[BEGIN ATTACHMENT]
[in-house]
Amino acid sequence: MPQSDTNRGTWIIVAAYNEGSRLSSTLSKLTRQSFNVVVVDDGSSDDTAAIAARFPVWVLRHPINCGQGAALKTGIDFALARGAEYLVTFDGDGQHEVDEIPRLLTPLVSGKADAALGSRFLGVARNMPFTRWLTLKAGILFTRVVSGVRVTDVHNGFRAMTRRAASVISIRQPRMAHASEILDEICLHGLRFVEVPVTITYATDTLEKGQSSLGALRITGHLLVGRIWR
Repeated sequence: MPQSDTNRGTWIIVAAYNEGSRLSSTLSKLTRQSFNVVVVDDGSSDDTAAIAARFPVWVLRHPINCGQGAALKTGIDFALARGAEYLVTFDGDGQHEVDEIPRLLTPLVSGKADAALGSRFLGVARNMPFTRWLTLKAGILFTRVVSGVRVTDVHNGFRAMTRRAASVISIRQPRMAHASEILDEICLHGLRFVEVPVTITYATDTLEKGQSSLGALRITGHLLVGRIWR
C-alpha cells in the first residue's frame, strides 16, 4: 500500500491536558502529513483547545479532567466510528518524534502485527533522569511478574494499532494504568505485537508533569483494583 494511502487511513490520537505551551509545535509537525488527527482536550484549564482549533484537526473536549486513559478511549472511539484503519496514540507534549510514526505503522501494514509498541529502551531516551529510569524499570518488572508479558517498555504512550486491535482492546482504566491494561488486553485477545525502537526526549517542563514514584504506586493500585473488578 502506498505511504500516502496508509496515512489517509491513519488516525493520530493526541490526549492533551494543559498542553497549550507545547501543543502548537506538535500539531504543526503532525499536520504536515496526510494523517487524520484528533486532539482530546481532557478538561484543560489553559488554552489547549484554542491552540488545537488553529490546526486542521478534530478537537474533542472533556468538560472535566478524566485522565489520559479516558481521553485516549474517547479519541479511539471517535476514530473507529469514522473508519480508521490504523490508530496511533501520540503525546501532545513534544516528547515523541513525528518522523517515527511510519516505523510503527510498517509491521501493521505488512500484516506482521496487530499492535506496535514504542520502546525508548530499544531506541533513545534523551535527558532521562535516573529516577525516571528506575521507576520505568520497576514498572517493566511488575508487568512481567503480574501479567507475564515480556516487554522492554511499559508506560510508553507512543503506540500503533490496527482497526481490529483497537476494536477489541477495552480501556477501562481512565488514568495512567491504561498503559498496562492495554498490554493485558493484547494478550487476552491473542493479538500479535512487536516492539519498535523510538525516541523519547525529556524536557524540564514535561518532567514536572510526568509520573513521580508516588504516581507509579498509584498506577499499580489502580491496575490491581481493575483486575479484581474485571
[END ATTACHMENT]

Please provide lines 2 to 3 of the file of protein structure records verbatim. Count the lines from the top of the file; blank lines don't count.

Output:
Amino acid sequence: MPQSDTNRGTWIIVAAYNEGSRLSSTLSKLTRQSFNVVVVDDGSSDDTAAIAARFPVWVLRHPINCGQGAALKTGIDFALARGAEYLVTFDGDGQHEVDEIPRLLTPLVSGKADAALGSRFLGVARNMPFTRWLTLKAGILFTRVVSGVRVTDVHNGFRAMTRRAASVISIRQPRMAHASEILDEICLHGLRFVEVPVTITYATDTLEKGQSSLGALRITGHLLVGRIWR
Repeated sequence: MPQSDTNRGTWIIVAAYNEGSRLSSTLSKLTRQSFNVVVVDDGSSDDTAAIAARFPVWVLRHPINCGQGAALKTGIDFALARGAEYLVTFDGDGQHEVDEIPRLLTPLVSGKADAALGSRFLGVARNMPFTRWLTLKAGILFTRVVSGVRVTDVHNGFRAMTRRAASVISIRQPRMAHASEILDEICLHGLRFVEVPVTITYATDTLEKGQSSLGALRITGHLLVGRIWR